Salon business is a people business. At the Natural Hair School, we’ve observed that people are drawn to a salon partly for the service but mostly for its people. The right staff can help you retain customers, get more business out of existing patrons, and help you acquire new clients. Plus, considering the fact that it’s an industry with a turnover rate of 40%, you need to ensure that the people you hire won’t leave you in a jiffy.
With over a million salons in the country, hiring for salons is competitive. This means that as a salon owner, you have the dual tasks of screening and selecting the talent, and convincing them that your salon is the ideal place for them to join and grow. Therefore, it’s of the utmost importance that you develop a systematic approach to communicate and attract top talent based on an analysis of both their hard skills and soft skills.
Searching for salon staff
Gone are the days when you could hang a board outside and people would just walk in. You can’t depend on just one avenue to connect you with prospective employees. These days you need a multi-pronged approach to get the right talent.
List on job sites
You should begin by posting your requirements on industry-specific employment sites, like All Salon Search and Behind the Chair. You could also expand to generic employment sites if these niche sites aren’t giving you the right response.
Advertise in newsletters
There are many digital newsletters, salon industry sites, and online hairstyling magazines where you can publish your ads. You should look at sites that are popular in your vicinity and start there.
Approach cosmetology schools
One of the easiest ways to get fresh talent is by approaching cosmetology schools in your city. If you inform that you’re looking for talent, they will have not only their current student pool but also their alumni to reach out to. Like Natural Hair School, most institutions have their own newsletters and blogs which would be a treasure trove of talent. You should also reach out to schools in neighboring towns and cities as students would be more than willing to relocate for work.
Use social media
Salon owners should use their social media handles to announce vacancies and the required expertise and experience. This is one more reason for salons to have active social media pages. The job posting should also be pushed through the social media handles of the existing employees.
Ask for employee referrals
Current employees are an effective source for finding future employees. You could ask your staff to share your job openings with their professional colleagues or classmates from cosmetology schools.
Interviewing for salon staff
Once you’ve got a list of candidates, it’s time to do some due diligence. You should ensure that the person you hire will be a good fit for your salon and would complement its culture. This can be achieved to a great extent by asking the right questions in the interview. The fundamental traits you should be looking for are the ability to connect with people, respect others’ opinions, accept feedback, work as a team member, and keen attention to detail.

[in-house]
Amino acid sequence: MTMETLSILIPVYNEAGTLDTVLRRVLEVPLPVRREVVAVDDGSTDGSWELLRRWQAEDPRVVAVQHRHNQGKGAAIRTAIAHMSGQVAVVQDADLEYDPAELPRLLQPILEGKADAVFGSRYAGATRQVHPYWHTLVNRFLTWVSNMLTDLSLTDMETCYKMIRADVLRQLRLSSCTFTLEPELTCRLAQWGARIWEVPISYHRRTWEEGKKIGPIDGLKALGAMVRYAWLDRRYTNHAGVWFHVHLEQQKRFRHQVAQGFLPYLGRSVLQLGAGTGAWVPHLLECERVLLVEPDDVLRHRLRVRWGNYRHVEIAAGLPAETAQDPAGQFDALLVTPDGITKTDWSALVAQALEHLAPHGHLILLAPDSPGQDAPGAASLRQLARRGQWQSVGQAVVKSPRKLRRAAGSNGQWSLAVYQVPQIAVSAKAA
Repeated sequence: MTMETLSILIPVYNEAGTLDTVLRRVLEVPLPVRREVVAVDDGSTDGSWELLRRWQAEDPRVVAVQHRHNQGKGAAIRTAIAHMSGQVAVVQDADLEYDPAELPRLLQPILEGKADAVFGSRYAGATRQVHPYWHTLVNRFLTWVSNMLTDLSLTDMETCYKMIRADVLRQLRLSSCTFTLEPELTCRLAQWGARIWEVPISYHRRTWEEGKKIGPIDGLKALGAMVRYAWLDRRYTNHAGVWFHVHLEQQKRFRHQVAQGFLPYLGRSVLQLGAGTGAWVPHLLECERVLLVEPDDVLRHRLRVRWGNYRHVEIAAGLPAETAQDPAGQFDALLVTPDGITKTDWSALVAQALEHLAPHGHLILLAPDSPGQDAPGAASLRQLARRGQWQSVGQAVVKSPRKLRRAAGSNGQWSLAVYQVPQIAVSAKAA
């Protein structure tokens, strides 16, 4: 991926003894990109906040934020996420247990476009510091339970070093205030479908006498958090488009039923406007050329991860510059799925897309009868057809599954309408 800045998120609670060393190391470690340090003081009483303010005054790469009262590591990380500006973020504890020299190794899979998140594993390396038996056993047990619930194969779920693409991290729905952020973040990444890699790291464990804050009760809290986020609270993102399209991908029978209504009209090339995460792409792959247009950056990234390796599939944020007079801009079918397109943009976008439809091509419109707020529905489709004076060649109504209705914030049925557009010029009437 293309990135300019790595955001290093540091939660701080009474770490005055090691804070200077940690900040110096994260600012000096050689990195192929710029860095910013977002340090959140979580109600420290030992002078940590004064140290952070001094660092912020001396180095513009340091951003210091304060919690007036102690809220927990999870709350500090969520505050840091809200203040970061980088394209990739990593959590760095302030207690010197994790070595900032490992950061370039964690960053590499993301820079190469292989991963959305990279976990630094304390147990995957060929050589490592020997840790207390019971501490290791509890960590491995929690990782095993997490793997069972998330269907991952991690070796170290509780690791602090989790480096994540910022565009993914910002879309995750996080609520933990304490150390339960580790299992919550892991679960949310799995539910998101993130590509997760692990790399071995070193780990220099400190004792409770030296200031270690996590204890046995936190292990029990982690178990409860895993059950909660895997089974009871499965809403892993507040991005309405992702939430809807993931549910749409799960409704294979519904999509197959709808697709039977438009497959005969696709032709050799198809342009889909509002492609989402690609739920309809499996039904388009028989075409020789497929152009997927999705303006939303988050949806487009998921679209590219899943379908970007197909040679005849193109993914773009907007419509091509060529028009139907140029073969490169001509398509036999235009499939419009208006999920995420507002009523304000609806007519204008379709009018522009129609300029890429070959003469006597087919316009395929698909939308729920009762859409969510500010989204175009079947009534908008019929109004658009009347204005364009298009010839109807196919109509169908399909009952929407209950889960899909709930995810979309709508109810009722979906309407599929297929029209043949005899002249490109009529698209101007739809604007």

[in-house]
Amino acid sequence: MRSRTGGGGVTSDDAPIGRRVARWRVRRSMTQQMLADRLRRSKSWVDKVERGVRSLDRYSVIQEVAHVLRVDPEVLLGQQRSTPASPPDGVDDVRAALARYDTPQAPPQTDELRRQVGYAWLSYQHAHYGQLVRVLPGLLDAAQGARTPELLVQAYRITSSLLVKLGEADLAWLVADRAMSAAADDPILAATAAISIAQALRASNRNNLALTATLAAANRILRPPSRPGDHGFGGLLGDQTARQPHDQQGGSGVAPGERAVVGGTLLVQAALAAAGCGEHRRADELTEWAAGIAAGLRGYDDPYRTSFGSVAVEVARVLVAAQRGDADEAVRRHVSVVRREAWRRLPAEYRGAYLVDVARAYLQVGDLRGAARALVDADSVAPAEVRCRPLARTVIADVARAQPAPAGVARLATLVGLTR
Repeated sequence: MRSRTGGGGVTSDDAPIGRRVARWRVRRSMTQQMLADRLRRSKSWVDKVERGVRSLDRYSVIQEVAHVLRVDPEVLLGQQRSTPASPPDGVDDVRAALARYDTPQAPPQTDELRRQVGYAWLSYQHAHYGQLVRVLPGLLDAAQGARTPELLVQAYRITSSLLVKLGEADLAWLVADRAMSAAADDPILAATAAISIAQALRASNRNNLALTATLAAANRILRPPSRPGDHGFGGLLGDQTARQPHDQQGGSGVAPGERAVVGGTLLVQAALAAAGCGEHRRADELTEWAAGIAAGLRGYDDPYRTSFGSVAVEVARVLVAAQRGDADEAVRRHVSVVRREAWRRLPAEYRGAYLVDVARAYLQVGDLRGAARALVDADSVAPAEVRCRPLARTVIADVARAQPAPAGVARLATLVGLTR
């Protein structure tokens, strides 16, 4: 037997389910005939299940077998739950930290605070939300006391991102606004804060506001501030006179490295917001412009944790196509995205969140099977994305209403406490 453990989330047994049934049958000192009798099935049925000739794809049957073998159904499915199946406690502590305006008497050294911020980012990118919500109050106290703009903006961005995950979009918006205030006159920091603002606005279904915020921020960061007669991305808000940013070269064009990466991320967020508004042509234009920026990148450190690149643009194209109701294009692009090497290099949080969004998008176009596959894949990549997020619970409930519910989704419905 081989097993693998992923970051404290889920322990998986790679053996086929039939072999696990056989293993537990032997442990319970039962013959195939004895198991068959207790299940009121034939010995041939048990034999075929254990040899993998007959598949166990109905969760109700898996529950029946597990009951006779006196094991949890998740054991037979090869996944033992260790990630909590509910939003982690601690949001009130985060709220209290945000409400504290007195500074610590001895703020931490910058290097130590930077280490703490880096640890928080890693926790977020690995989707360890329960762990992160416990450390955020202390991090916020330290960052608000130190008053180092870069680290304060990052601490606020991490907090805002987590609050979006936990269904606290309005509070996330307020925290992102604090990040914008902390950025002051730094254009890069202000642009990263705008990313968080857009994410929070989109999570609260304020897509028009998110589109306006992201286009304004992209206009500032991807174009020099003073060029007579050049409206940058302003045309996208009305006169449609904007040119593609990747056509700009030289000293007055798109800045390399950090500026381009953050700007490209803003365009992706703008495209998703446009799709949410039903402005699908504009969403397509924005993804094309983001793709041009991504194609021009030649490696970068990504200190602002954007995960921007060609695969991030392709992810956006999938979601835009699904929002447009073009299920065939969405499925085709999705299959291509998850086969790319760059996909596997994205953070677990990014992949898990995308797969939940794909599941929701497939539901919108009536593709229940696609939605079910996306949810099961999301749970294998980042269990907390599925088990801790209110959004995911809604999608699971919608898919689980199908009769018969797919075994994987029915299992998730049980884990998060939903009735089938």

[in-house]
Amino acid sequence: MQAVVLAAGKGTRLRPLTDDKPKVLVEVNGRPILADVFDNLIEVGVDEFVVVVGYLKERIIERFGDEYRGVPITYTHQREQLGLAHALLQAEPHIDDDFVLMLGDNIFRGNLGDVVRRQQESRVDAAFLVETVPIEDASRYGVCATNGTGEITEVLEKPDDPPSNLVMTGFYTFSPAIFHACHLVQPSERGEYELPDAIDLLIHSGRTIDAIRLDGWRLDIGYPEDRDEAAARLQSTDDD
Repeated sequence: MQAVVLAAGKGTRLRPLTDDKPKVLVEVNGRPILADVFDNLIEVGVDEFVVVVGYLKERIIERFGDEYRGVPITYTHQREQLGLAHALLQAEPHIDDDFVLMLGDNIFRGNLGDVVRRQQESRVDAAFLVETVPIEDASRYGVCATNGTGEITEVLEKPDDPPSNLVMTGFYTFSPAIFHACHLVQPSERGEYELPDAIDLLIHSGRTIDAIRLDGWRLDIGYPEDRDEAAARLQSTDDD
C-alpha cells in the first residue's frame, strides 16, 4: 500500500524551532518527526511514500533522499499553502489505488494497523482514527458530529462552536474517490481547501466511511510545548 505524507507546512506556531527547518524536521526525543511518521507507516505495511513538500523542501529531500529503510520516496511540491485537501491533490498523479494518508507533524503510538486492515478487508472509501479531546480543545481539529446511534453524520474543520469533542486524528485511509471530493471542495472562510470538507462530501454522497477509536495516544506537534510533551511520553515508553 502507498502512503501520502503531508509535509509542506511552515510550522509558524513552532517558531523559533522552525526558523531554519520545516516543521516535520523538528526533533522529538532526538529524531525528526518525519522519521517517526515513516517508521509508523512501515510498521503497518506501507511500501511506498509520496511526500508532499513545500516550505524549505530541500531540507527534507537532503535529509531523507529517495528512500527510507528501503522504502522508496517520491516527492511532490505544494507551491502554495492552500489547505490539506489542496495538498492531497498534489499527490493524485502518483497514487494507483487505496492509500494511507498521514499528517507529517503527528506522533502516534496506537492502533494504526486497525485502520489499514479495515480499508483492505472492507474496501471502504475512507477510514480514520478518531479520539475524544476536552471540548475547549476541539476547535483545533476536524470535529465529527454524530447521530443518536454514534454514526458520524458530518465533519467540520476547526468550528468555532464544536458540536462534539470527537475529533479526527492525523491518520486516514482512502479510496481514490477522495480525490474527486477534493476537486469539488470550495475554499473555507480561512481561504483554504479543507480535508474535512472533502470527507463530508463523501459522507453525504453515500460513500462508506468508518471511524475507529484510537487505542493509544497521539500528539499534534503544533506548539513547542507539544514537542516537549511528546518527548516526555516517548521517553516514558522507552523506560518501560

What got them into hairstyling?
Hairstyling will be more than just a job for the right candidate. They would have shown interest in it from a young age. Or maybe they discovered they have a knack for it. Either way, they should be proud to be in the profession and look forward to its challenges.
Do they have any favorite clients?
Most hairstylists would have a couple of clients they feel more attached to, who insist that they do their hair. Ask whether the candidate has any such clients. If so, let them talk about why the clients choose them over others.
Why are they looking for a change?
Is it for a higher income or is there more to it? How was their previous employer? Did they get along well? These are essential questions for figuring out the personality of the individual. Ensure that the tone is conversational to help them open up with ease.
Can they provide referrals?
Ask for referrals and get in touch with them for a more comprehensive picture of the candidate. For a more balanced view, contact at least two references. While getting feedback, what should raise red flags are tardiness, temper, and a lack of attention to detail.
Can you access their social media?
If you can access their profiles, see if they are proud to share photographs of their clients after they’ve had their styling done. Also, find out if their clients tag them or thank them for the work they do. Public appreciation is an excellent barometer of someone’s expertise and people skills.
Can they do a simple task?
Always ask if they can do something simple. See how eager they are to do it, their preparation for the same, and their level of conscientiousness.
Don’t be in a rush
After the interview, you shouldn’t immediately announce your decision, even if you are convinced that you have the right candidate. Look back at the conversation you had with them and analyze the candidate according to these parameters.
• Were they easy to talk to?
• Did they constantly interrupt?
• Were they glad to be there?
• Did they show interest in your work?
• Did they ask questions about your salon?
• Had they done any research on your establishment?
• Did they talk about the latest trends in the industry?
If you’re comfortable with the answers to these questions, check with their references for further clarity. Only then should you confirm with the candidate that you’ve chosen them.
As a salon owner, if you systematically approach the hiring process with these approaches in mind, it will be easy for you to hire the best-of-the-best candidates for your business, even in challenging times.